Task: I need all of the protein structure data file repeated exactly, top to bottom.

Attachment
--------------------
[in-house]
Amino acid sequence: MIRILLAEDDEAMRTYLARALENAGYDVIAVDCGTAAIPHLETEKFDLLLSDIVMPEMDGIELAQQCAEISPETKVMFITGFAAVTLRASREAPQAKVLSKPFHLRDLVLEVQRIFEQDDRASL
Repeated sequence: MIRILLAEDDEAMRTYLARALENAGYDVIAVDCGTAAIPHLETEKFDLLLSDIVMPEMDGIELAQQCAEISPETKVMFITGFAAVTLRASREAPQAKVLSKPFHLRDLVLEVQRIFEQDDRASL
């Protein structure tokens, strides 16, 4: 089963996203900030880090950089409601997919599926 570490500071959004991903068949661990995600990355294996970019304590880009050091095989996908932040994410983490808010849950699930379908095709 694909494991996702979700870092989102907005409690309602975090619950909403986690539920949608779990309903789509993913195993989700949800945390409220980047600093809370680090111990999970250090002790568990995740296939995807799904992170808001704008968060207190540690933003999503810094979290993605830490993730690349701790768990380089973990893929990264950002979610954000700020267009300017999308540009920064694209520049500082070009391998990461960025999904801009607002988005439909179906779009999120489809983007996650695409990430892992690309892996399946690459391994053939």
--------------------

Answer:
[in-house]
Amino acid sequence: MIRILLAEDDEAMRTYLARALENAGYDVIAVDCGTAAIPHLETEKFDLLLSDIVMPEMDGIELAQQCAEISPETKVMFITGFAAVTLRASREAPQAKVLSKPFHLRDLVLEVQRIFEQDDRASL
Repeated sequence: MIRILLAEDDEAMRTYLARALENAGYDVIAVDCGTAAIPHLETEKFDLLLSDIVMPEMDGIELAQQCAEISPETKVMFITGFAAVTLRASREAPQAKVLSKPFHLRDLVLEVQRIFEQDDRASL
């Protein structure tokens, strides 16, 4: 089963996203900030880090950089409601997919599926 570490500071959004991903068949661990995600990355294996970019304590880009050091095989996908932040994410983490808010849950699930379908095709 694909494991996702979700870092989102907005409690309602975090619950909403986690539920949608779990309903789509993913195993989700949800945390409220980047600093809370680090111990999970250090002790568990995740296939995807799904992170808001704008968060207190540690933003999503810094979290993605830490993730690349701790768990380089973990893929990264950002979610954000700020267009300017999308540009920064694209520049500082070009391998990461960025999904801009607002988005439909179906779009999120489809983007996650695409990430892992690309892996399946690459391994053939």